• Digital over HDMI (7.1 and 5.1 surround pass through).
    • microSD card slot for additional game and channel storage.
    • Roku 3 enhanced remote with headphone jack and motion-control (uses Wi-Fi Direct).
    • Streaming player includes IR receiver (compatible with various universal remotes).
    • Power consumption less than 3.5W (typical) when streaming HD video.
    • Power Input: 12V – 1A power adapter (May require separate adapter/power supply when used outside the US).
    • USB Video Formats: Video: MP4 (H.264), MKV (H.264).
    • USB Audio Formats: Audio: AAC, MP3.
    • USB Image Formats: JPG, PNG.
    • Size: 3.5 x 3.5 x 1 inches (or 89 x 89 x 25.4 mm in real terms).
    • Weight: 5 ounces (142grams)


    14.06.2013: Review published. Score: 7.7 – Best choice for American VOD.

    02.08.2013: Updated to include Crunchyroll channel link.

    17.02.2015: Updated with new services, tips and tricks.



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  1. Graeme

    Hello again, this or the new Roku 3 has an internet input but it has no advantage over streaming wirelessly, you mean? I was hoping it might solve my problems of occasional wifi dropouts on BBC Iplayer streaming…

    • Hi Graeme, good to see you again! The new Roku3 does have improved Wi-Fi over the older models (Dual band a/b/g/n as vrs single band b/g/n) but that does not mean your Wi-Fi dropouts will be cured. The only way to really solve this is to go Ethernet. I re-wired our home for this exact reason. Though, you could try powerline adapters which “may” offer a solution. They use Ethernet from the Roku3 to an adapter in the power socket, which has another adapter next to the router. Better in full houses than apartments though. Oh, you will need a UK bought Roku3 to access the BBC iPlayer, an American one would not work.

  2. Graeme

    Yes I have devolo plugs already and that is why I wanted to see if I cd link up the Roku via the ethernet cable to the plug and onwards with an HDMI cable to the TV. But I have to buy the Roku in say Amazon uk you mean? And then put in the Overplay DNS onto the Roku or the router? By the way, since the ios7 update last week I can watch Zattoo or Filmon for around fifteen minutes and then get switched off and the DNS settings go back to the original ones! It simultaneously screws the BBC Iplayer app too!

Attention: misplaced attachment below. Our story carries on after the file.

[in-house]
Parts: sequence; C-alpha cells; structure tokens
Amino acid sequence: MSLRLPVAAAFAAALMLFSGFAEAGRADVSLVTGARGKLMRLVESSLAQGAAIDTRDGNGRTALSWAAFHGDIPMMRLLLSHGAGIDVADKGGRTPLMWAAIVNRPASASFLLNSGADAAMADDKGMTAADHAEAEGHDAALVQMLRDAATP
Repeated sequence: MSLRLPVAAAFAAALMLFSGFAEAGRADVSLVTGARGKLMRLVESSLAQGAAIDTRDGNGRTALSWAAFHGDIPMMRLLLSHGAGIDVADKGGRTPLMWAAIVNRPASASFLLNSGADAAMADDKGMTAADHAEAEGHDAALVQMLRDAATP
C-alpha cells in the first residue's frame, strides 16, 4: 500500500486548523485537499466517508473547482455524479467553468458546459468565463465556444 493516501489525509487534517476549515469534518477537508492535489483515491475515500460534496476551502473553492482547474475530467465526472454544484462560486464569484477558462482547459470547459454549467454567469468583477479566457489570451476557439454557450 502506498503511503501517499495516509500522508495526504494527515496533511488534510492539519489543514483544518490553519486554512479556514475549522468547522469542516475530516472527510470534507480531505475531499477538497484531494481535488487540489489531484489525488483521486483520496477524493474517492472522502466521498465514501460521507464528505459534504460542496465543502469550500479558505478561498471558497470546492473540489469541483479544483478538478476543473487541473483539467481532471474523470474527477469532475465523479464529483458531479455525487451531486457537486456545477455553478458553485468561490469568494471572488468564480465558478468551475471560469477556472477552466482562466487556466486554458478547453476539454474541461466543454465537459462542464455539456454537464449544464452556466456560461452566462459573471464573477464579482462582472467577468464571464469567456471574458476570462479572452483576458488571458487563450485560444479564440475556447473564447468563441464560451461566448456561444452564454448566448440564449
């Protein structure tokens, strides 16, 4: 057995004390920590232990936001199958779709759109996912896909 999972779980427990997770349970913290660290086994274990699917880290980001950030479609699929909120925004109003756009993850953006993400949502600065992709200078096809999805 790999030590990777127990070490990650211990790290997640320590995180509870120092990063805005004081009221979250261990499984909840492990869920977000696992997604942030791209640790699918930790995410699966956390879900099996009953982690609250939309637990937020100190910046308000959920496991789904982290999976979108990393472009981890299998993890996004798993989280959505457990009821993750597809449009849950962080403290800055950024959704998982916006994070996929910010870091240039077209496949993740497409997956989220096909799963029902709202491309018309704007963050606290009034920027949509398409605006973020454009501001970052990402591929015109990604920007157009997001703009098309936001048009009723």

• It doesn’t matter where in the UK you buy the Roku, but it must be a UK one. The US or Canadian one has different firmware and there is no way to put the BBC iPlayer on it. One disadvantage of the Roku boxes is that you can’t change the DNS setting. The way to get around this is making the change on your Router. Advantage: All devices within your network will work through the Smart DNS. Disadvantage: Not all routers allow this. A better option maybe something like the Samsung BD-F6500 Blu-Ray player. It has far more UK services (BBC iPlayer, 4oD, ITV Player and Demand 5) has Ethernet connection, ability to set up DNS internally and is even slightly cheaper then the Roku 3 box. Plus of course, it plays those out-dated physical disks.
      I’ve not had any problems at all with Zattoo on iOS7. I use it all the time and it works fine. I have seen a few odd bugs with iOS7, such as AirPlay mirroring on my iPad being a bit sluggish at times. But then again, I have been using the DNS set up in my router. I’ll check it out over then next few weeks with the DNS within the iPad itself.

  3. Graeme

    Many thanks as always for the advice. Helpful indeed. SO with the Samsung, or with any of these devices that get the Iplayer or ITV player, etc, I assume streaming is not possible, only catch up right? And, again,l one needs to buy, say from the UK Amazon not the Spain/German one?

    • None of these UK services offer live streaming of their channels on the Samsung apps, that’s correct. It is only catchup. Video quality varies with the BBC and 4oD being excellent and ITV or Demand 5 being below average. (Demand 5 also has some tendency to be touchy and doesn’t always work for some people)

      You can buy the Samsung Blu-Ray or TVs in your local country and switch to the UK app store using the method I describe on my site (How-To), but keep in mind the lower end models may not include all of the UK services. From what I can gather, the cheapest model that has them all for Blu-Rays is the BD-F6500 (F-series).

      I always recommend to buy local for the Samsung models, in case there are issues, it is easier to send it back within the first couple of weeks.

      The ability to change to the UK app store, and access to ALL of the UK’s main services is only easily possible for Samsung devices (as far as I know).

      One thing I always warn people of. Changing the app store and accessing from abroad using a Smart DNS service works great now, but it can not always be certain that Samsung or one of the services like the BBC change things dramatically that it stops. As unlikely as it may seem that this could happen to a normal FTA television service, it is still a risk – that said, it currently works great.

  4. Graeme

    Jo, I decided to take my life in my hands and change the DNS on the router. I did (Where it says “DNS” and not where it says “DHCP Settings”. The DNS shows the Overplay ones, BUT anything connected to the router STILL shows the old DNS numbers! SO I still have to revert to putting in the Overplay DNS for each wireless device I have connected. Am I doing summat wrong? Whne I reboot in the morning the router has saved the DNSs for sure. But Should I have rebooted the ROUTER as well?